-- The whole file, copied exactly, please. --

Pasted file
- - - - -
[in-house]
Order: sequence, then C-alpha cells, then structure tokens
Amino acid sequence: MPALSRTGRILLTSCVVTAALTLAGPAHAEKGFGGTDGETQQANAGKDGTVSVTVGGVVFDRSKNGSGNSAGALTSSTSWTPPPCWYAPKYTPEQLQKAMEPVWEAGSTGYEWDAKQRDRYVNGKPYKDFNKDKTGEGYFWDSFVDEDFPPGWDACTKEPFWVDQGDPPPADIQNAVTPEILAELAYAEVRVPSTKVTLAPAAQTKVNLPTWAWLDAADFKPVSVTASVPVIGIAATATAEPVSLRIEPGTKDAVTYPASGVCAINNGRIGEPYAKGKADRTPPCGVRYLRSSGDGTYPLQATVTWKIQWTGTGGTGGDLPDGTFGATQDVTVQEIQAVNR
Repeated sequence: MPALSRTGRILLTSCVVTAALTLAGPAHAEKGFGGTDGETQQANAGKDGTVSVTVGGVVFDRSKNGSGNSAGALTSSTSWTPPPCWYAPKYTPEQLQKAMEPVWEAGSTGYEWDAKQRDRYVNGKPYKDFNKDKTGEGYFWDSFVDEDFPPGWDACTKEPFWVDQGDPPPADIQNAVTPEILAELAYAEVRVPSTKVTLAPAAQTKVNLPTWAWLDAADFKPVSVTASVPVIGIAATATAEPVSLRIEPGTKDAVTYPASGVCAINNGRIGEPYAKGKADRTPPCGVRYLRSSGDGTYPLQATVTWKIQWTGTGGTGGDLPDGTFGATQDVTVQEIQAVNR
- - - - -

[in-house]
Order: sequence, then C-alpha cells, then structure tokens
Amino acid sequence: MPALSRTGRILLTSCVVTAALTLAGPAHAEKGFGGTDGETQQANAGKDGTVSVTVGGVVFDRSKNGSGNSAGALTSSTSWTPPPCWYAPKYTPEQLQKAMEPVWEAGSTGYEWDAKQRDRYVNGKPYKDFNKDKTGEGYFWDSFVDEDFPPGWDACTKEPFWVDQGDPPPADIQNAVTPEILAELAYAEVRVPSTKVTLAPAAQTKVNLPTWAWLDAADFKPVSVTASVPVIGIAATATAEPVSLRIEPGTKDAVTYPASGVCAINNGRIGEPYAKGKADRTPPCGVRYLRSSGDGTYPLQATVTWKIQWTGTGGTGGDLPDGTFGATQDVTVQEIQAVNR
Repeated sequence: MPALSRTGRILLTSCVVTAALTLAGPAHAEKGFGGTDGETQQANAGKDGTVSVTVGGVVFDRSKNGSGNSAGALTSSTSWTPPPCWYAPKYTPEQLQKAMEPVWEAGSTGYEWDAKQRDRYVNGKPYKDFNKDKTGEGYFWDSFVDEDFPPGWDACTKEPFWVDQGDPPPADIQNAVTPEILAELAYAEVRVPSTKVTLAPAAQTKVNLPTWAWLDAADFKPVSVTASVPVIGIAATATAEPVSLRIEPGTKDAVTYPASGVCAINNGRIGEPYAKGKADRTPPCGVRYLRSSGDGTYPLQATVTWKIQWTGTGGTGGDLPDGTFGATQDVTVQEIQAVNR